To Collins and McGuinness, murder was not a moral issue but a matter of expediency

General Michael Collins August in 1922
General Michael Collins August in 1922
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While I take no perverse pleasure in the death of ‘any’ human being, the expected – though quick – demise of Martin McGuinness, in truth represents the passing of an evil from this island that should be welcomed.

This is of course not the official view of the former northern commander of the Provisional IRA, and deputy first minister of Northern Ireland.

Martin McGuinness (left) follows the coffin of IRA man Charles English in Londonderry 1984. Picture Pacemaker

Martin McGuinness (left) follows the coffin of IRA man Charles English in Londonderry 1984. Picture Pacemaker

The hard man with a dark past come good in the end is the simple message which not only the Irish state, but others within the public sphere want the people to digest. However this is a toxic pill and no decent individual should swallow it.

McGuinness was exactly what it says on the Molotov cocktail container – a terrorist and a mass murderer. No amount of political optics can whitewash this fact.

During a notorious TV interview in the early 1980’s, Martin McGuinness spoke about the ‘repercussions,’ involved for ‘republican activists,’ going over to ‘the other side.’ It must be borne in mind that the term ‘republican activists,’ was a cover-all description for all of those inside his domain of terror.

The interviewer asked if the penalty, for going over to the other side was death? McGuinness replied in a perplexed mono tone – as if the question were so obvious it required no answer – “Death, certainly,” as if killing someone was a mere administrative measure, rather akin to an Executive in a company firing an employee.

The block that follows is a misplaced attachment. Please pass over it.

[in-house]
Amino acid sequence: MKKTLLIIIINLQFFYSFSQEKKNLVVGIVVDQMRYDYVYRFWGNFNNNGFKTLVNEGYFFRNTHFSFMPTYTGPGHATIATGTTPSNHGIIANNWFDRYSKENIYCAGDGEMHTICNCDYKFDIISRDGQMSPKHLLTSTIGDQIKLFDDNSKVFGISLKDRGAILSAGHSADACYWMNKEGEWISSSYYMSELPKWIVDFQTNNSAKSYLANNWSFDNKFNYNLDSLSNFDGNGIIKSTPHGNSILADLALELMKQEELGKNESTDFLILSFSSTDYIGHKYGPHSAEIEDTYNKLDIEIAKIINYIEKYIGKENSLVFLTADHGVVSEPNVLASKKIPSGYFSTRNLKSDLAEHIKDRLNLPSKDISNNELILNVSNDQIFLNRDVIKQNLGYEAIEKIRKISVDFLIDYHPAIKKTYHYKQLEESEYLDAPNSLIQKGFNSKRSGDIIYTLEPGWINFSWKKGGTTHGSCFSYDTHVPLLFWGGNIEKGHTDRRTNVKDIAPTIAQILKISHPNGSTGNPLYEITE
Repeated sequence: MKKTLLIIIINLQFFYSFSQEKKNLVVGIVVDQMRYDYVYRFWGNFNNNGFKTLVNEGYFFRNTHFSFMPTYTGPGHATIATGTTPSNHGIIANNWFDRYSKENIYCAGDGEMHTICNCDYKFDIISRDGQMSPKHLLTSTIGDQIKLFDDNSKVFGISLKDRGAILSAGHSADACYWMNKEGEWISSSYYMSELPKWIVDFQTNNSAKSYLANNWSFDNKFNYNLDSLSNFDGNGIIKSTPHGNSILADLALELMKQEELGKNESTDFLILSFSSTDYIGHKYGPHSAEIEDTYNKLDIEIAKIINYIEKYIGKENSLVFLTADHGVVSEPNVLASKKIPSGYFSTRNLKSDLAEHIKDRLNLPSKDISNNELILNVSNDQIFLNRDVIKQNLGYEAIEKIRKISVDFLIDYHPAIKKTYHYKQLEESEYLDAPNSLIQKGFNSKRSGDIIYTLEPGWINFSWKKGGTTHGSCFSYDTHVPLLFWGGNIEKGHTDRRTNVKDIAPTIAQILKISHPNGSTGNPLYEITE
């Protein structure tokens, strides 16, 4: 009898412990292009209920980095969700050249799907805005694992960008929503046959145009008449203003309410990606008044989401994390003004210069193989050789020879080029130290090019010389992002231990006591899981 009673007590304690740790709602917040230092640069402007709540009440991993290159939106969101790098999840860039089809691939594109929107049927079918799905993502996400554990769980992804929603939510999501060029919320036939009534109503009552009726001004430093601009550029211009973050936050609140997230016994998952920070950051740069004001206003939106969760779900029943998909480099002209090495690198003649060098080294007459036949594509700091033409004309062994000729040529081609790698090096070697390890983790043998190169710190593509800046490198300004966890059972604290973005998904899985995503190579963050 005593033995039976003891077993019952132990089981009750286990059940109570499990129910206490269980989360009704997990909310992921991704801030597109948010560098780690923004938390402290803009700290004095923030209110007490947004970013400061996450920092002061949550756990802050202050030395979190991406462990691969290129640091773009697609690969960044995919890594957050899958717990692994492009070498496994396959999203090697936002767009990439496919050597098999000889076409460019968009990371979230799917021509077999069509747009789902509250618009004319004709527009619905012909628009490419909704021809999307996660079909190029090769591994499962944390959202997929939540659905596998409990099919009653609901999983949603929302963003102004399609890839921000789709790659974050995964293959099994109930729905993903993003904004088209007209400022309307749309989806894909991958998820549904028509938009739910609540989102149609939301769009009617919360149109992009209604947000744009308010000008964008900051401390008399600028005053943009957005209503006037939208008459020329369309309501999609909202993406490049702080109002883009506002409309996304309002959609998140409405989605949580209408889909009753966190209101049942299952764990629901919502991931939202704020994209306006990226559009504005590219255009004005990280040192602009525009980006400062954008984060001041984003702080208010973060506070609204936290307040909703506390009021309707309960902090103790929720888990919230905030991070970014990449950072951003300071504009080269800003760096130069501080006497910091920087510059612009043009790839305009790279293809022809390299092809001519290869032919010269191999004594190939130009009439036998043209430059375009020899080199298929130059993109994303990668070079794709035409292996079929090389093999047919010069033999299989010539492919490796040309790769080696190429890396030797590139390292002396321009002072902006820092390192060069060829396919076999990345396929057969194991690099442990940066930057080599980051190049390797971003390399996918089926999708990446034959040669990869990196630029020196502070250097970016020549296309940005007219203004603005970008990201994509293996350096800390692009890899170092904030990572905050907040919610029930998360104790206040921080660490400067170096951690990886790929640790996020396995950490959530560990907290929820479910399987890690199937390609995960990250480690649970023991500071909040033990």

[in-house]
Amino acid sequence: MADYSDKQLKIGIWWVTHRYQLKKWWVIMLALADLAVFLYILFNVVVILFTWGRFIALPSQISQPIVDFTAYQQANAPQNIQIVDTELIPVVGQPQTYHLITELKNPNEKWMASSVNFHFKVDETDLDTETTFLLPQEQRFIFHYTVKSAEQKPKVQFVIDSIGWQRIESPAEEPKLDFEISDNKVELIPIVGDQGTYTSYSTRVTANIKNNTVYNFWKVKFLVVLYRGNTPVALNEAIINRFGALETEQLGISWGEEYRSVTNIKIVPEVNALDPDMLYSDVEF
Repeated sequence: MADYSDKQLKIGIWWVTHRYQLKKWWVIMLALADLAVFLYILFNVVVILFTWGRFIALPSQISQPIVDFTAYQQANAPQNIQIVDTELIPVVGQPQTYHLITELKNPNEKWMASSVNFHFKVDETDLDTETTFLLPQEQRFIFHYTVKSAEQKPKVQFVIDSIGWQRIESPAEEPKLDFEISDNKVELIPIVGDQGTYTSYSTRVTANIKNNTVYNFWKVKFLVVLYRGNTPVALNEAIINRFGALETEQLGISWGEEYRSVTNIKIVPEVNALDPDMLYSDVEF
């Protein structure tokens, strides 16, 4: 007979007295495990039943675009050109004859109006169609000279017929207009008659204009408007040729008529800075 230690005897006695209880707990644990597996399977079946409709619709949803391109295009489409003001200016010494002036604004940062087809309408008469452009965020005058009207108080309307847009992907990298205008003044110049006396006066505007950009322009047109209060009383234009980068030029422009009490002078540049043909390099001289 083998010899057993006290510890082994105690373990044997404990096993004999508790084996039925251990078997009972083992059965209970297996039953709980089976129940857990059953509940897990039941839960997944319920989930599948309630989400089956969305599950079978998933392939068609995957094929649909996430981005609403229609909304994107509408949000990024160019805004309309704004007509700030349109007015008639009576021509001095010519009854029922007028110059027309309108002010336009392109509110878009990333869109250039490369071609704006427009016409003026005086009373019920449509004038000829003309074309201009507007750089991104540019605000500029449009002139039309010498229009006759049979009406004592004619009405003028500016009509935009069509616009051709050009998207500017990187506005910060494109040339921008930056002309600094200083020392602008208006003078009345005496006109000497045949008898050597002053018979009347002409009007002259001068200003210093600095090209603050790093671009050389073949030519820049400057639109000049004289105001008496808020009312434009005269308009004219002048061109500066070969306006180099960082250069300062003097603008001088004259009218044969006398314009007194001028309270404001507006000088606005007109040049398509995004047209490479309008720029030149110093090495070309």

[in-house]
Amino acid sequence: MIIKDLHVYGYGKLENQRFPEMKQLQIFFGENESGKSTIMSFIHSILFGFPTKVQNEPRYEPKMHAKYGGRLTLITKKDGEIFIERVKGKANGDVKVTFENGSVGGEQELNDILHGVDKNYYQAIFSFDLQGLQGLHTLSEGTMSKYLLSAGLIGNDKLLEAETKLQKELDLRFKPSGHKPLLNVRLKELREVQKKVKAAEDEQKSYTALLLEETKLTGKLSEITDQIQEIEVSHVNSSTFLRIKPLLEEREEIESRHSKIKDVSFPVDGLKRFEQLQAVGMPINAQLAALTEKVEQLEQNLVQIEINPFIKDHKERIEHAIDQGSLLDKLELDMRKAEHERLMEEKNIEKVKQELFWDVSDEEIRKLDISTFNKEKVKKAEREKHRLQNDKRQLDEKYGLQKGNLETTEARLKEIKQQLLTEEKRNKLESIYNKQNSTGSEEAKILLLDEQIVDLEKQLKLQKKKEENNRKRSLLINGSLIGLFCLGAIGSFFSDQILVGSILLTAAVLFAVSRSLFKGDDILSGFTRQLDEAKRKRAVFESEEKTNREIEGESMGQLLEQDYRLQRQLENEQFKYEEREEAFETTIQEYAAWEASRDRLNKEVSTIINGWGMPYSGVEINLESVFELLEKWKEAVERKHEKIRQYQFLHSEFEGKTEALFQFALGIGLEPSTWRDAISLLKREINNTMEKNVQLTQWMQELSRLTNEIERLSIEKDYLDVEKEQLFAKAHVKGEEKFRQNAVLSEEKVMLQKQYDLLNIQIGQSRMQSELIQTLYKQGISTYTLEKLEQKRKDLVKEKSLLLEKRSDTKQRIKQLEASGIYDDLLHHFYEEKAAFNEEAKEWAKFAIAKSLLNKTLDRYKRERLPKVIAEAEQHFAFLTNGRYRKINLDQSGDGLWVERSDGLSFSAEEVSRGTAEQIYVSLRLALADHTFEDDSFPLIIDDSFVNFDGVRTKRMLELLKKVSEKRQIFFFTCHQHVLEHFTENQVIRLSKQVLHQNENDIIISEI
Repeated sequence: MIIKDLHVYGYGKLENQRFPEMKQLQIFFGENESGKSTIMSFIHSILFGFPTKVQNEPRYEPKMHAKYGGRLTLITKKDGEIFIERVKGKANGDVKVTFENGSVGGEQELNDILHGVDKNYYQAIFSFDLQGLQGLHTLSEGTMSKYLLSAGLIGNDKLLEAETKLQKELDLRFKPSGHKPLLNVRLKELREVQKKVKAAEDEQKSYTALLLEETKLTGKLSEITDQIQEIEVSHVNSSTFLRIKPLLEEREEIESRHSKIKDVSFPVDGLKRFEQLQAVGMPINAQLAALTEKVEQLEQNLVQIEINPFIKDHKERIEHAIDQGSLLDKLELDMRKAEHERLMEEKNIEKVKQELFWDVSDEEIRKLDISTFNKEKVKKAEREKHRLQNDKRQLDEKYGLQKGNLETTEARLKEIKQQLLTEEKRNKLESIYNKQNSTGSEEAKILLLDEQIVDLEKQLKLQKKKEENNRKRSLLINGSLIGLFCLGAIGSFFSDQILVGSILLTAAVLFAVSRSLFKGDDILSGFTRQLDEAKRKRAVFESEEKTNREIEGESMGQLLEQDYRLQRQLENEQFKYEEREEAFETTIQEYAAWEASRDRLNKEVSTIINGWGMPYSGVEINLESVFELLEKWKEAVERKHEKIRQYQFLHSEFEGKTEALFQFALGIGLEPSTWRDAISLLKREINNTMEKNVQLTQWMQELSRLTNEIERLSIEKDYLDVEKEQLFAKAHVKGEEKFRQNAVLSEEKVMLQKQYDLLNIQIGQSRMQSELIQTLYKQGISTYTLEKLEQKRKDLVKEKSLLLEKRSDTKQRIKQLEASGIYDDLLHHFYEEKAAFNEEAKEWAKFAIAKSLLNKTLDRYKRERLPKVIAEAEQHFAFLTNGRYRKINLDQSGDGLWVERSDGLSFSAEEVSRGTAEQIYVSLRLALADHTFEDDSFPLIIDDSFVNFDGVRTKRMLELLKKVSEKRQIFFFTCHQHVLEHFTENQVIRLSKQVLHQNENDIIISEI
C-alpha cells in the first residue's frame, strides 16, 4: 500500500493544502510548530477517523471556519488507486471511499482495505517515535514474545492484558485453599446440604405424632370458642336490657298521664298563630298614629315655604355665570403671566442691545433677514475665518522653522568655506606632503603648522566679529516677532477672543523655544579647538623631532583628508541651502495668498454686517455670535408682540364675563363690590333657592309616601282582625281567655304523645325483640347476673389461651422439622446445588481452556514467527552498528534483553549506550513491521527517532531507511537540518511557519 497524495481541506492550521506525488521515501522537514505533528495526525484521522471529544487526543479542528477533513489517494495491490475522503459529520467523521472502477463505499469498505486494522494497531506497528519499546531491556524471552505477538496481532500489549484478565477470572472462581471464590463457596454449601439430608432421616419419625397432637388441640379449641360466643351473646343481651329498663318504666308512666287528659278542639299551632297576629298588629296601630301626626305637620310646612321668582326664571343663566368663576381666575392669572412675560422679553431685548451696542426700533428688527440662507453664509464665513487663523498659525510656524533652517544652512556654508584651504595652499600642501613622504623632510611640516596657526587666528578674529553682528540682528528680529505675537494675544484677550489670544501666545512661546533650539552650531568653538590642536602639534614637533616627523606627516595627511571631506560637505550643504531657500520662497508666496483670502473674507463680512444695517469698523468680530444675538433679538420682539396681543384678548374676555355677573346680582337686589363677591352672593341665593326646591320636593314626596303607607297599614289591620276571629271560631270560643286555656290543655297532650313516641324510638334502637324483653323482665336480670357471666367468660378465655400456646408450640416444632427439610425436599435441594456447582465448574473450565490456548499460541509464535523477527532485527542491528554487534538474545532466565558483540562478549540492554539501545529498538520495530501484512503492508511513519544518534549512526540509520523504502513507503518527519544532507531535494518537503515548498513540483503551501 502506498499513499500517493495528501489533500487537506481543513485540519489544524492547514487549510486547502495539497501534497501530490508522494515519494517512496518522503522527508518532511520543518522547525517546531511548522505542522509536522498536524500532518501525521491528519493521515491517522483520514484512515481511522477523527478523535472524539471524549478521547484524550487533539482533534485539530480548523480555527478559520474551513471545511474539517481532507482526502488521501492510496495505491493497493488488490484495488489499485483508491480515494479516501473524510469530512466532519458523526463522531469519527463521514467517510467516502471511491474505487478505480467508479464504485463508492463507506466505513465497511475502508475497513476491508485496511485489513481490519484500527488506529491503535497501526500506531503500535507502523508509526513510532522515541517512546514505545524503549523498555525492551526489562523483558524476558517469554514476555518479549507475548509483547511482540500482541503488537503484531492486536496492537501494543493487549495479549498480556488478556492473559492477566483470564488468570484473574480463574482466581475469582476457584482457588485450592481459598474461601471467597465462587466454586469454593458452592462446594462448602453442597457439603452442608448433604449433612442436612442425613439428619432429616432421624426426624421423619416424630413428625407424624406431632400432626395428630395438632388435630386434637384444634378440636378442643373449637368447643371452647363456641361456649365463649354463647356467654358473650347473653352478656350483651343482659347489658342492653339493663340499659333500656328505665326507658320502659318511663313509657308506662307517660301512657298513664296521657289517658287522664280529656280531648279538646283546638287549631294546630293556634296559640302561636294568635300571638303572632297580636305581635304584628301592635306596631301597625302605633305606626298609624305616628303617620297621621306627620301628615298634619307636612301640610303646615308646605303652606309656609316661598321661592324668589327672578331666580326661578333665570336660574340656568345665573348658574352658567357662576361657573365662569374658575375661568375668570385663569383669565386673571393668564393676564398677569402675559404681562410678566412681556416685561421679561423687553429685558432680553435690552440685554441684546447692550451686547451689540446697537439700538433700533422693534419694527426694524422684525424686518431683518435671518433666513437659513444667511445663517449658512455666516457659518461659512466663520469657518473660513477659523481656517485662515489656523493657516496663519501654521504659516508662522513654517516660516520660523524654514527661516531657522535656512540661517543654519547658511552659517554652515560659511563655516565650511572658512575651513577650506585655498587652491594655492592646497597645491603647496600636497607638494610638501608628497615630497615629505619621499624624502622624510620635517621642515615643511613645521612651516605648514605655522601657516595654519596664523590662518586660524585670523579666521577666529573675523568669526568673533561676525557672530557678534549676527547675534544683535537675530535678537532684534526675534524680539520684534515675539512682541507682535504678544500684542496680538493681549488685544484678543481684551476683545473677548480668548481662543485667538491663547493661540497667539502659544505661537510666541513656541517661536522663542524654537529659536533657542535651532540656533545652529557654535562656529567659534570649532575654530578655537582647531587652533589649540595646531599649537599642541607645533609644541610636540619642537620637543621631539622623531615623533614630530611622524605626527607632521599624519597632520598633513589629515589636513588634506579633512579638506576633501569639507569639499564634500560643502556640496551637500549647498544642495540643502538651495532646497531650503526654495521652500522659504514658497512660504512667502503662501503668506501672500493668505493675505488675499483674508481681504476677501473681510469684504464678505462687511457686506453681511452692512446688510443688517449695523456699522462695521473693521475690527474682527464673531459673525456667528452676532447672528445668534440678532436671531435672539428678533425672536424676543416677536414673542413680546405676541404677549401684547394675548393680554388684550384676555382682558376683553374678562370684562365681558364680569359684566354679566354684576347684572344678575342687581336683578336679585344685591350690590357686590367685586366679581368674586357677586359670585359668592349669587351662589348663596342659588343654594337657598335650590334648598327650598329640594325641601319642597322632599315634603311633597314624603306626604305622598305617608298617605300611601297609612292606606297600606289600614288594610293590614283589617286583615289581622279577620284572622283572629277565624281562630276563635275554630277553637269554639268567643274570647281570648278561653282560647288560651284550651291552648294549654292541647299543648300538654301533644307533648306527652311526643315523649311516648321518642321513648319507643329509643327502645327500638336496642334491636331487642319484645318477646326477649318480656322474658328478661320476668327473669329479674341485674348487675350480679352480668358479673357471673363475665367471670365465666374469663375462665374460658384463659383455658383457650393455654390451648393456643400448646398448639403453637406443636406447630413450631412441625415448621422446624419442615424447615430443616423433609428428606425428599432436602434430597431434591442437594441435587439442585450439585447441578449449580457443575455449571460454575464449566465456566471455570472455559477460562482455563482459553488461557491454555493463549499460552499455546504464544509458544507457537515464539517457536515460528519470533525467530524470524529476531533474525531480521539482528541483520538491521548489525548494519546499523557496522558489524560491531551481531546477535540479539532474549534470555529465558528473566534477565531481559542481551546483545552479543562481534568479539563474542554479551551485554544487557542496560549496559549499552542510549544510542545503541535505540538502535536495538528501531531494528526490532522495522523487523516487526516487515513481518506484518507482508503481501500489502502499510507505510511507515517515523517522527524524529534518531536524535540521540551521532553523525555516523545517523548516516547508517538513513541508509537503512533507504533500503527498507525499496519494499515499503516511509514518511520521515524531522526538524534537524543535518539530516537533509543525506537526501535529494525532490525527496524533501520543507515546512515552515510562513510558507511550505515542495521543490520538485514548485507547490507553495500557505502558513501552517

Letters to Editor

Letters to Editor

This was exactly how Michael Collins defined murder, according to, T. Ryle Dwyer, in his Michael Collins Trilogy. For both Collins, and McGuinness, cold blooded murder was not a moral issue, but a matter of expediency – a view common among psychopaths.

One wonders when Christy Moore performed his lament at Martin McGuinness’s funeral, did he once think of the families of the victims of his hero’s 28 years reign of terror, knee-capping, and murder.

Did Mr Moore once consider the feelings of families still grieving from McGuinness’s murderous tyranny. Did much of the Republic of Ireland care at all about McGuinness’s victims as they raised a criminal from the dark side to the high Heavens, and indulged in sickening encomium for a most unworthy man? I doubt it.

It is reasonable to argue that the Republic of Ireland, and nationalists generally, and their cohorts, need to take a long and hard look at themselves. Simply because the state says it is right, does not make it so. All democrats on this island must challenge the canon of nationalist state orthodoxy. It is in fact a patriotic duty.

It is time to bury Fenian nationalism, alongside Martin McGuinness, as it should have been buried with Jeremiah O’Donovan Rossa in 1915.

Pierce Martin, Celbridge, Co. Kildare